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Chaos as travellers head for Rome

April 19, 2010

by Guy Dinmore in Rome

Published: April 19 2010

“Don’t worry. Be Happy.”

Passengers stranded in Rome trying to get information from Fiumicino airport are greeted with Bobby McFerrin’s 1988 lyric and a jammed switchboard. The website of Aeroporti di Roma, which manages the capital’s airport, has crashed.

Taxis have never had it so good, charging €2,000 for a ride from Rome to Paris. One driver says he is just back from Brussels, taking €2,500 one-way.

With northern European airspace shut down, airports in Madrid and Rome are the two main European hubs handling flights from the US.

Despite this, Alitalia, the slimmed-down regional airline rescued from bankruptcy a year ago by a consortium of Italian entrepreneurs, said its 38 flights a week to four US cities were operating but surprisingly were not full.

Italy’s centre-right government has yet to respond to the crisis. The transport and defence ministries said they were not doing anything to help passengers get home, referring inquiries to the national Civil Protection Agency. Its role so far has been mainly to supply water and cots at the airport – where some 600 passengers were reported to be sleeping – and deal with medical emergencies.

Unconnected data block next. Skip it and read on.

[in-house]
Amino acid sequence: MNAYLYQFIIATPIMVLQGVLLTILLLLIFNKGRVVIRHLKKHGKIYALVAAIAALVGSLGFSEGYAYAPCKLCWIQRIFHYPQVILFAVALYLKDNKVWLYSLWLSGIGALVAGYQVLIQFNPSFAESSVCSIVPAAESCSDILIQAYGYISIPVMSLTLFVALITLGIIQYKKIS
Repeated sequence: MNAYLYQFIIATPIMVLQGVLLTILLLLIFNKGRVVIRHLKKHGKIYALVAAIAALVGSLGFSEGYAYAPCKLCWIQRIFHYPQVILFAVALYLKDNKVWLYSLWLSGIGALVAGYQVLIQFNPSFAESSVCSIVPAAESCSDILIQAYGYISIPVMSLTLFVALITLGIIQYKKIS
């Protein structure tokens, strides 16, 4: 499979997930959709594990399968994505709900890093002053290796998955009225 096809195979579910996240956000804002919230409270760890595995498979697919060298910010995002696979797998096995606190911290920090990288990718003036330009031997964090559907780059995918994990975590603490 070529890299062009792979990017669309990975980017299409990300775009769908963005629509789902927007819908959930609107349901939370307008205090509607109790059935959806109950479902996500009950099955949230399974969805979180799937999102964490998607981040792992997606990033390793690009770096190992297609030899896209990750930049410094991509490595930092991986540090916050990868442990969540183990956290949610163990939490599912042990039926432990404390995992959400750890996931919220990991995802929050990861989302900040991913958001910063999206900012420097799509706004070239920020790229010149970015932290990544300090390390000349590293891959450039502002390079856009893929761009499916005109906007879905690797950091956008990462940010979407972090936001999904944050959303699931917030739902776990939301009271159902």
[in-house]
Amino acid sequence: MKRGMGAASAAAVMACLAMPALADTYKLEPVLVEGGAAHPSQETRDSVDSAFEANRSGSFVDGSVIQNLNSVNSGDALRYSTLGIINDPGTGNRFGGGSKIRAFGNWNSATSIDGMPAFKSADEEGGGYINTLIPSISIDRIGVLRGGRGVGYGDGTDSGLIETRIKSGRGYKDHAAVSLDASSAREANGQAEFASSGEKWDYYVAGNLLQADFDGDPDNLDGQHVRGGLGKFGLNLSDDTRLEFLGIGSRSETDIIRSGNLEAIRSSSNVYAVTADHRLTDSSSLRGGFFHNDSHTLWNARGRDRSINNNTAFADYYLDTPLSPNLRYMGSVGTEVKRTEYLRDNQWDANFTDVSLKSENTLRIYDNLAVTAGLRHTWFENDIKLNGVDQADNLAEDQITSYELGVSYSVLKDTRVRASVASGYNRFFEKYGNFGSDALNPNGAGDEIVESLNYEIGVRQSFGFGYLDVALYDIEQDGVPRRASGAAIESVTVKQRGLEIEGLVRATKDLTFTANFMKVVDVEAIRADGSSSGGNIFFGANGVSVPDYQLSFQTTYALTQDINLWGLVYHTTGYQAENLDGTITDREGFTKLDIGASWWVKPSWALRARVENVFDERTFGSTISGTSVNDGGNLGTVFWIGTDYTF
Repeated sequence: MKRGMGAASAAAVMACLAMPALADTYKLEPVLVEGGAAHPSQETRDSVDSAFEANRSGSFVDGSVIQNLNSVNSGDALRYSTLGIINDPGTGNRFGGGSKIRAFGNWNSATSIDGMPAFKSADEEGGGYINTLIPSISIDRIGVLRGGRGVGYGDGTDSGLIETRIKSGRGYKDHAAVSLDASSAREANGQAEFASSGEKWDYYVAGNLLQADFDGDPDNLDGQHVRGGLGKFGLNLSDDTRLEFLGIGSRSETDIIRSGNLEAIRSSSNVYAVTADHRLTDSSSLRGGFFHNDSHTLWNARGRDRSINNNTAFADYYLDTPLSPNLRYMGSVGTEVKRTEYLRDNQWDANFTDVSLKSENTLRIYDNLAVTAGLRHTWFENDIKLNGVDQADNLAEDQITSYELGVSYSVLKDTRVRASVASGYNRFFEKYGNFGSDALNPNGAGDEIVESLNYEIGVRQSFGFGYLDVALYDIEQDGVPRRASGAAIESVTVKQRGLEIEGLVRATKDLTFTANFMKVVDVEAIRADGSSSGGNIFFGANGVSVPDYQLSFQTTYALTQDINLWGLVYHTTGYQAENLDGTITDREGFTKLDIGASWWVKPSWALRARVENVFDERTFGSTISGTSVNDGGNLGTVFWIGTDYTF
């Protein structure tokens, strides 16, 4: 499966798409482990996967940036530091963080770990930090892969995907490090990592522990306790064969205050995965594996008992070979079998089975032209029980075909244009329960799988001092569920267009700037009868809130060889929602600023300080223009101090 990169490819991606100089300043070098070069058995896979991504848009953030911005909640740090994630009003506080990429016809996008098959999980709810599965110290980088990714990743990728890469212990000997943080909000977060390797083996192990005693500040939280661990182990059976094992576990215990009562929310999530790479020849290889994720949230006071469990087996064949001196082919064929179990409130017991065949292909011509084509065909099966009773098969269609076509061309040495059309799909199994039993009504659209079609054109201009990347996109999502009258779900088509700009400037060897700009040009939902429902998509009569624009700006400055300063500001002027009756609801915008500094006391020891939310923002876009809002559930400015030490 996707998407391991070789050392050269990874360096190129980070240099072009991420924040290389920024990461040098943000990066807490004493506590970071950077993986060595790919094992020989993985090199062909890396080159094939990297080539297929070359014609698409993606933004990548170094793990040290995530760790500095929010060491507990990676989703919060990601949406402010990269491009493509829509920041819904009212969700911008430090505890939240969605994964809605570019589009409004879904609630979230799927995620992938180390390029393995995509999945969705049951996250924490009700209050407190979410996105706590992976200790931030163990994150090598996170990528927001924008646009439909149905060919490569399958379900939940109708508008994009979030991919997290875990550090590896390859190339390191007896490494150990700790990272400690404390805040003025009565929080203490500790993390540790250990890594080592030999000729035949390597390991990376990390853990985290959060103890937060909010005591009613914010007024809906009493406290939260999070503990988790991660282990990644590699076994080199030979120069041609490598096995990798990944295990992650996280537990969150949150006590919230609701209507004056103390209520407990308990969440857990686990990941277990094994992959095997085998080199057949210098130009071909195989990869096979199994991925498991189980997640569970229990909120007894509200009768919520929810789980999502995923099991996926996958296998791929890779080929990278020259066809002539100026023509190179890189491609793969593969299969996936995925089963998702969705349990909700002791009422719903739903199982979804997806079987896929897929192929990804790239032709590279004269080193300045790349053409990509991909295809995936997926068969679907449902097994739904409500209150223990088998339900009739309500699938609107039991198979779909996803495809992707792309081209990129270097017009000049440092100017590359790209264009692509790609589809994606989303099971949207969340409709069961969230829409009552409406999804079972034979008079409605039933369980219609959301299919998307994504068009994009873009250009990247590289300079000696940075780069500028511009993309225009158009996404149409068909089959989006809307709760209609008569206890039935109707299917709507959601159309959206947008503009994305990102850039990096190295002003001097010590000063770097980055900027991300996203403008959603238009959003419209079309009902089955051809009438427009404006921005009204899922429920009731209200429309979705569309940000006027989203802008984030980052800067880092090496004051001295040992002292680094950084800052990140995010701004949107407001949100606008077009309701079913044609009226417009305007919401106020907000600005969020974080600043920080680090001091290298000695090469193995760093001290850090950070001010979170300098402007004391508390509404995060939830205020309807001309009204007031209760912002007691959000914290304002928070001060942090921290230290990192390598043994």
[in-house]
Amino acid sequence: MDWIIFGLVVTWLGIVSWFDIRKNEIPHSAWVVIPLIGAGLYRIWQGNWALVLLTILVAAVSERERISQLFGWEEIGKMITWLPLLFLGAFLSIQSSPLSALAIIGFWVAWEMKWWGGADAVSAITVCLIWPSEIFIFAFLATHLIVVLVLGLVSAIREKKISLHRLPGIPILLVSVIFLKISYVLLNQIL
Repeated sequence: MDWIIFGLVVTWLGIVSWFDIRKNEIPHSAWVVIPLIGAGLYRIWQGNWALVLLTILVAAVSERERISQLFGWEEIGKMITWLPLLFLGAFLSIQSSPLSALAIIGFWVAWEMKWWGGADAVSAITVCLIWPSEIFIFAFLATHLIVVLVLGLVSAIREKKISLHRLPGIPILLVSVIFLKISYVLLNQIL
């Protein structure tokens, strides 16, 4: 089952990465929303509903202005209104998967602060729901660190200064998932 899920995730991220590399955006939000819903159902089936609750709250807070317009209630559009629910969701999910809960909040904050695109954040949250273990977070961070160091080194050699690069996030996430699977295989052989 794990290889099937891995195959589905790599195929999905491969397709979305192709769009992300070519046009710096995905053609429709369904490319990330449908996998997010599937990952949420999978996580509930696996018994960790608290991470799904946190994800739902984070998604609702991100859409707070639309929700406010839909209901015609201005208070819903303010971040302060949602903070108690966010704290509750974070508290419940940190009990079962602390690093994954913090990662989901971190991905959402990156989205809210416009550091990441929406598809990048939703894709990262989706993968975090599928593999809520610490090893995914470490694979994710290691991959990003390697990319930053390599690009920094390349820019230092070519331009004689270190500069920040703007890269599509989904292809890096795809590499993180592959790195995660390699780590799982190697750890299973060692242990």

“It’s not up to the government to organise this,” a transport ministry spokesman said. The defence ministry said it had not been asked to get involved.

All trains for Europe and northern Italy are fully booked. Ferrovie dello Stato, the national railway company, said it was putting on two extra trains to the border with France. Railway congestion in northern Europe is a limiting factor.

“The airlines are dumping their problem on us, sending us their passengers. Our stations are overwhelmed,” a company spokesman complained.

“Anger and desperation,” was how reporters described the scene at Fiumicino on Monday morning as thousands tried to board planes leaving for airports in northern Italy. Airspace was opened for just two hours then closed again.

Alitalia said it was not organising buses to get passengers to other destinations in Europe as it had not been requested to do so.

Aeroporti di Roma said Fiumicino handled 18 flights in and out of the US on Monday as normal and no extra flights were planned.

In a gesture of support, Italy’s main CGIL trade union announced that it would put off a one-day transport strike it had called for this Friday.

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